Strong activism and leadership by women in Timor-Leste led to the introduction of electoral quotas. This was a great victory in the struggle for gender justice in the new nation but must be understood as a quantitative victory rather than qualitative or substantive participation by women in political institutions and processes. International experience has shown that quotas may have little impact on traditional inequitable gender regimes that exist within political parties, parliaments and wider society. This presentation will discuss the cultural, social and historical factors affecting women’s political representation in Timor-Leste including perceptions of women’s legitimacy to lead at both national and local council or suku level.


Biography: To come

 

Beauty and the Barrier: constraining women’s political participation in China

Louise Edwards

UNSW Sydney

The barriers inhibiting women’s participation in formal politics in China continues despite decades of CCP-led training programs, quotas and special Party structures like the All China Women’s Federation. The persistent low numbers of women in national-level political bodies suggests that the problem is as much ‘cultural’ as it is ‘structural’. The well-documented discomfort the presence of ‘women in power’ produces in western democracies is often manifest in hostile or belittling media reports. In China media discourse about political leaders is more ‘restrained’, so the marginalisation occurs primarily through trivialising women’s political authority by presenting them as the ‘aesthetic sex’—in a cultural frame where power is antithetical to beauty. I draw on recent media commentary to show that women politicians are often explained as being useful for ‘softening’ China’s international image or ‘decorating and enlivening’ the otherwise austere domestic political landscape through their beauty, style and grace. Media presentation of these idealised aesthetic attributes as intrinsic to femininity and specific to women undermines programs aimed at expanding numbers of women in formal politics. Widespread social unease about women’s public exercise of power is mollified by the replaying of reassuring notions that ‘she’s just there for decoration’.


Biography:

Louise Edwards is Scientia Professor of Chinese history at UNSW, Sydney. Her recent publications include Citizens of Beauty: Drawing Democratic Dreams in Republican China (Washington University Press, 2020) and ‘Victims, Apologies, and the Chinese in Australia,’ Journal of Chinese Overseas vol. 15 (2019).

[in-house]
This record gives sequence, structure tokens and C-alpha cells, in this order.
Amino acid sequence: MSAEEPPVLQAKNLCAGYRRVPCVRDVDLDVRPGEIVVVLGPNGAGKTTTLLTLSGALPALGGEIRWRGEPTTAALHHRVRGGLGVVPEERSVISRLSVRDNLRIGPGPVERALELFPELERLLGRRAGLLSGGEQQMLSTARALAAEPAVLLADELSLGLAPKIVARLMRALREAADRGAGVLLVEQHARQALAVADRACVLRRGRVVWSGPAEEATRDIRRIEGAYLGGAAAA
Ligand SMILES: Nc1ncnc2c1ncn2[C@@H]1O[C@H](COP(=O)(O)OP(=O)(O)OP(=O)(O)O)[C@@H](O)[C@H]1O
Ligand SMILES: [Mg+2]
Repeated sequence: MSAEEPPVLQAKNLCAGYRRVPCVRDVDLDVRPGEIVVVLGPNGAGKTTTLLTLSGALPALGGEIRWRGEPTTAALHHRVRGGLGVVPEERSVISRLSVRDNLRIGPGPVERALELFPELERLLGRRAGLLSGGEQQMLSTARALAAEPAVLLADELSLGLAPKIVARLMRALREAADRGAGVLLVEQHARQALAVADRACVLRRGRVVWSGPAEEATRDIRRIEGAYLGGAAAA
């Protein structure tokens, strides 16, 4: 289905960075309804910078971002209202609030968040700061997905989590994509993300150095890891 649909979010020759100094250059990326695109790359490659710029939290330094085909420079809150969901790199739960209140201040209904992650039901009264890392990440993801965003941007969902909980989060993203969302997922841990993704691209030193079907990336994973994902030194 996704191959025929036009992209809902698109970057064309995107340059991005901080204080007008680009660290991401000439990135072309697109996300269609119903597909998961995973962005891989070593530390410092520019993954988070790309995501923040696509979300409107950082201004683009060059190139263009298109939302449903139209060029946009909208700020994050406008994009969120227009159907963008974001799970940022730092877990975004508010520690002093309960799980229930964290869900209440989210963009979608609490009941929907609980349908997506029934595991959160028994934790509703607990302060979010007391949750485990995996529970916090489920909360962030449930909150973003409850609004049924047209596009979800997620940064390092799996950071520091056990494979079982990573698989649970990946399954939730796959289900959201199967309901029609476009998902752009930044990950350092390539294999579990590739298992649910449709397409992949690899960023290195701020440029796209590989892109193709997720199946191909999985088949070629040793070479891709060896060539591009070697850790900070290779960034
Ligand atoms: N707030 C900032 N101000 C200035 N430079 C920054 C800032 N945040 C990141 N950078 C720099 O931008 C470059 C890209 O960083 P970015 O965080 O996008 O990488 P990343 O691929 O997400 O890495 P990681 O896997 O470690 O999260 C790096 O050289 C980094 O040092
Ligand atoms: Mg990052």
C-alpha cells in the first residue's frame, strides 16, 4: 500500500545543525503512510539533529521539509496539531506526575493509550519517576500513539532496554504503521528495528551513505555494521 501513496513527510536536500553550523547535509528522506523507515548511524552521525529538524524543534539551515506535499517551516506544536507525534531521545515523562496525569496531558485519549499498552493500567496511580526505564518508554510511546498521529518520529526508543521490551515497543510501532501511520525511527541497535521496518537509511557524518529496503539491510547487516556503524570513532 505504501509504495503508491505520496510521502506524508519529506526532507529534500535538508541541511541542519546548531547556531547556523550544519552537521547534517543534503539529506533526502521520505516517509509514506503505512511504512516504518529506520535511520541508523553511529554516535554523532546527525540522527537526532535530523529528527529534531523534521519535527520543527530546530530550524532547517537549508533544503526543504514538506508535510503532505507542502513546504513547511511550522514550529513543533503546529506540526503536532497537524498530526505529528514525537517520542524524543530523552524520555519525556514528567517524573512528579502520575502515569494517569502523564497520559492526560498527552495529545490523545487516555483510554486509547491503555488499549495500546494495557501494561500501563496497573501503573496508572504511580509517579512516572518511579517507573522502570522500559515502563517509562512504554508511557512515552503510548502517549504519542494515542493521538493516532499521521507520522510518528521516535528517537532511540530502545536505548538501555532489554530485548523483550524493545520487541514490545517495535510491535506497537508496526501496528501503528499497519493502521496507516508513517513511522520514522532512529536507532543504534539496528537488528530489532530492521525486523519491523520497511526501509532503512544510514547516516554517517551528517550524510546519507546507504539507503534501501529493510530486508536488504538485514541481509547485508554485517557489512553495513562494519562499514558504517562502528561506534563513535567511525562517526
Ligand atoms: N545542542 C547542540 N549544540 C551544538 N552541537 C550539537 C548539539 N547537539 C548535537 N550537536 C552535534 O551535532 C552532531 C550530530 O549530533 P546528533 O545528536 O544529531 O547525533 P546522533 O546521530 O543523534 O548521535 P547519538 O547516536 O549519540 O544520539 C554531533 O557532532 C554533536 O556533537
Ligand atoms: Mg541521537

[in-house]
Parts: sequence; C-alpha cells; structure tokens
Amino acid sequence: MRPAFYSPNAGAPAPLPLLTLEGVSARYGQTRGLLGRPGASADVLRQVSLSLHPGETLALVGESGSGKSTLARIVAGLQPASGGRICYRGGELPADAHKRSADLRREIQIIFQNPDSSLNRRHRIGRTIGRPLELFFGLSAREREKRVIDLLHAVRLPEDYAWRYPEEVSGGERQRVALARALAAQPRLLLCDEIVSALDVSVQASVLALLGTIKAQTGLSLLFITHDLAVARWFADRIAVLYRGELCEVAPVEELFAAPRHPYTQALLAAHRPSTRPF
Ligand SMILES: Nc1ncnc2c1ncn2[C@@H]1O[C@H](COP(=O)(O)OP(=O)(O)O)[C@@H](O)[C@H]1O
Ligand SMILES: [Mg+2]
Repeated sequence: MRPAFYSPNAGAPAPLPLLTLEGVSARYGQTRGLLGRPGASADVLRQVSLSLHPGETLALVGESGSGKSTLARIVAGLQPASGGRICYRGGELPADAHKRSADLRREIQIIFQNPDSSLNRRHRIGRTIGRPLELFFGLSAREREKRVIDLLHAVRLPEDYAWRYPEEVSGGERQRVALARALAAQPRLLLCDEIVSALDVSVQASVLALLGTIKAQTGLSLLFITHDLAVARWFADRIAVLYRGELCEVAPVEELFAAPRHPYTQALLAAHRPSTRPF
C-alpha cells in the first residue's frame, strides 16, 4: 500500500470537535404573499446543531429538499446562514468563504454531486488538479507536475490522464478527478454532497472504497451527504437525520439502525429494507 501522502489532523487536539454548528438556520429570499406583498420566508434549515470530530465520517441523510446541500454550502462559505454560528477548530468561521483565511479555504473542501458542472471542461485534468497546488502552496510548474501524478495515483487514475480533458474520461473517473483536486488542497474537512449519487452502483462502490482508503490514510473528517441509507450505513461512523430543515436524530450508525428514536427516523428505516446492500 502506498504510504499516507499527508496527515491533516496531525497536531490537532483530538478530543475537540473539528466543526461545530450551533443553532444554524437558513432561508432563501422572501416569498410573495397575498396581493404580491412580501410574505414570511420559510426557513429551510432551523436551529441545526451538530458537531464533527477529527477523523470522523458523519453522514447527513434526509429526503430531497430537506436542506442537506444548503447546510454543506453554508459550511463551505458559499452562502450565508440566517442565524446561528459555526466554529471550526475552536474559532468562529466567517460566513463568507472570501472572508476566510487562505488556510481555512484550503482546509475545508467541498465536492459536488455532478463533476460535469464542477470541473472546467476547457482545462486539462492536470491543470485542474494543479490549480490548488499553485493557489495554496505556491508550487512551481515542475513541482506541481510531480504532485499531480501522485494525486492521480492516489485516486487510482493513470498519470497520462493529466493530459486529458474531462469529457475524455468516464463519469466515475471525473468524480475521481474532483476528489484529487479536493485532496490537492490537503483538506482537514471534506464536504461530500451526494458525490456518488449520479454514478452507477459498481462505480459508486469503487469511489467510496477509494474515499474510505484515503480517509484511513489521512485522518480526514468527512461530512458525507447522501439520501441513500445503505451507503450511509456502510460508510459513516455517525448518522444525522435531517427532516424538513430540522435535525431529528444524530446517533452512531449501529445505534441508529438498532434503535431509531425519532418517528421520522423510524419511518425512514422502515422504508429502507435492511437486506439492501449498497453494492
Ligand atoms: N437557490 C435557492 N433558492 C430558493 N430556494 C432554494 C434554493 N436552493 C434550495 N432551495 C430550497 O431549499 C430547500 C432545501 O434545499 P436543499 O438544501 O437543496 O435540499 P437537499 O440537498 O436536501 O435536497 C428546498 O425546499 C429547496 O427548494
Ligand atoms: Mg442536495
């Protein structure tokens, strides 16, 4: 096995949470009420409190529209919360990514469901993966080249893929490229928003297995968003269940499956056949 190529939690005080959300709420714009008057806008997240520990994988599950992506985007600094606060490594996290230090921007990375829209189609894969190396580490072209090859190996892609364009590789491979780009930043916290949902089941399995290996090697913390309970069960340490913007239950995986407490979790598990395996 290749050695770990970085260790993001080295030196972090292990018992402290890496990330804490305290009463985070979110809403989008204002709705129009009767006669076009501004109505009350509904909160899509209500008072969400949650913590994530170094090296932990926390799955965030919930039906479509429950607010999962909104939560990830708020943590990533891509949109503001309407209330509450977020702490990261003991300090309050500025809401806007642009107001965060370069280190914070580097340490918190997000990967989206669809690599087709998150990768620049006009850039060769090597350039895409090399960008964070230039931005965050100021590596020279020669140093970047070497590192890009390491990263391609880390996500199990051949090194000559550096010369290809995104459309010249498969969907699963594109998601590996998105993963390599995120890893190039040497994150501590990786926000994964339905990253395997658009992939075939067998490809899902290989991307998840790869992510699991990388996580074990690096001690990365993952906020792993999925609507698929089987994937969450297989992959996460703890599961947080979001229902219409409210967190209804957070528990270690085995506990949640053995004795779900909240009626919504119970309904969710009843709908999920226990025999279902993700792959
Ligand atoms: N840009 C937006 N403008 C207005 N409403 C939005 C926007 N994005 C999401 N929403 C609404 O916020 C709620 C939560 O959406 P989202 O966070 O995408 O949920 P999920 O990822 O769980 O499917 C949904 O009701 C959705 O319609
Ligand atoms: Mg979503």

The Woman President – Asian leaders and their legislative footprints

Ramona Vijeyarasa

UTS Sydney

This paper is a culmination of 3 years of research on the legislative footprint of the woman President: Corazon Aquino and Gloria Macapagal Arroyo from the Philippines, Chandrika Bandaranaike from Sri Lanka and Indonesia’s Megawati Sukarnoputri. The goal is to offer insights on the extent to which women leaders make the lives of fellow women better. The paper begins by providing context on the institutional mechanisms by which the President influences the law-making process and the outcomes achieved by national legislative bodies. The paper then draws from an analysis of the laws enacted during the tenures of these Presidents using the Gender Legislative Index, a tool that ranks and scores legislation in terms of its  gender-responsiveness, as well as interviews conducted with 50 key informants in the three countries, with current and former members of parliament, civil society and the academy. The paper provides a multi-country comparison of the legislative achievements of the executive leaders, navigating across issues such a gender-based violence, reproductive health, labour laws, mining and taxation. The findings traverse the electoral promises made in their rise to power through to the role of these presidents as enablers or obstacles to better outcomes for fellow women.


Biography:

Dr Ramona Vijeyarasa is a Chancellor’s Post-Doctoral Research Fellow at the University of Technology Sydney, where she has designed a “Gender Legislative Index” to assess the gender-responsiveness of legislation. She is author of Sex, Slavery and the Trafficked Women: Myths and Misconceptions about Trafficking and its Victims (2015) and more than twenty other peer-reviewed publications on law and gender justice.